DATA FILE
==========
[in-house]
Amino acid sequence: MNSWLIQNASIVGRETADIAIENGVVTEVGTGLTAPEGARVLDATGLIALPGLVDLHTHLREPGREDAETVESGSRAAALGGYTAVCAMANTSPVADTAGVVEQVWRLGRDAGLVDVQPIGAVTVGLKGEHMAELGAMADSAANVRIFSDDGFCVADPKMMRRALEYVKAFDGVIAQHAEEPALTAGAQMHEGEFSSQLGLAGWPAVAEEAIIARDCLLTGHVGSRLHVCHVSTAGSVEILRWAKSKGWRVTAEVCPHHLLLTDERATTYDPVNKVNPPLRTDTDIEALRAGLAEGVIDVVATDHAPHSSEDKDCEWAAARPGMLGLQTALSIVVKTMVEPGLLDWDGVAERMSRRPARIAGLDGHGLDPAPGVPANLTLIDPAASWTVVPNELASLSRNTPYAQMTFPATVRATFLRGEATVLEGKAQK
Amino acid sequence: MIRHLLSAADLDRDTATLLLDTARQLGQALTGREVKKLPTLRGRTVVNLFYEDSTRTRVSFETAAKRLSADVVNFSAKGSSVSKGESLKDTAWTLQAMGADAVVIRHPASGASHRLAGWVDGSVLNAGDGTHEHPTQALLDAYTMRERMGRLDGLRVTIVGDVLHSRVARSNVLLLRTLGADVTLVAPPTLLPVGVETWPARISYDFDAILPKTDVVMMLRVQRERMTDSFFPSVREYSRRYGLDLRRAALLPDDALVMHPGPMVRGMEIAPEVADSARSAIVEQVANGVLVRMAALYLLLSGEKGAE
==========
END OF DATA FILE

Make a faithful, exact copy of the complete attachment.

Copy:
[in-house]
Amino acid sequence: MNSWLIQNASIVGRETADIAIENGVVTEVGTGLTAPEGARVLDATGLIALPGLVDLHTHLREPGREDAETVESGSRAAALGGYTAVCAMANTSPVADTAGVVEQVWRLGRDAGLVDVQPIGAVTVGLKGEHMAELGAMADSAANVRIFSDDGFCVADPKMMRRALEYVKAFDGVIAQHAEEPALTAGAQMHEGEFSSQLGLAGWPAVAEEAIIARDCLLTGHVGSRLHVCHVSTAGSVEILRWAKSKGWRVTAEVCPHHLLLTDERATTYDPVNKVNPPLRTDTDIEALRAGLAEGVIDVVATDHAPHSSEDKDCEWAAARPGMLGLQTALSIVVKTMVEPGLLDWDGVAERMSRRPARIAGLDGHGLDPAPGVPANLTLIDPAASWTVVPNELASLSRNTPYAQMTFPATVRATFLRGEATVLEGKAQK
Amino acid sequence: MIRHLLSAADLDRDTATLLLDTARQLGQALTGREVKKLPTLRGRTVVNLFYEDSTRTRVSFETAAKRLSADVVNFSAKGSSVSKGESLKDTAWTLQAMGADAVVIRHPASGASHRLAGWVDGSVLNAGDGTHEHPTQALLDAYTMRERMGRLDGLRVTIVGDVLHSRVARSNVLLLRTLGADVTLVAPPTLLPVGVETWPARISYDFDAILPKTDVVMMLRVQRERMTDSFFPSVREYSRRYGLDLRRAALLPDDALVMHPGPMVRGMEIAPEVADSARSAIVEQVANGVLVRMAALYLLLSGEKGAE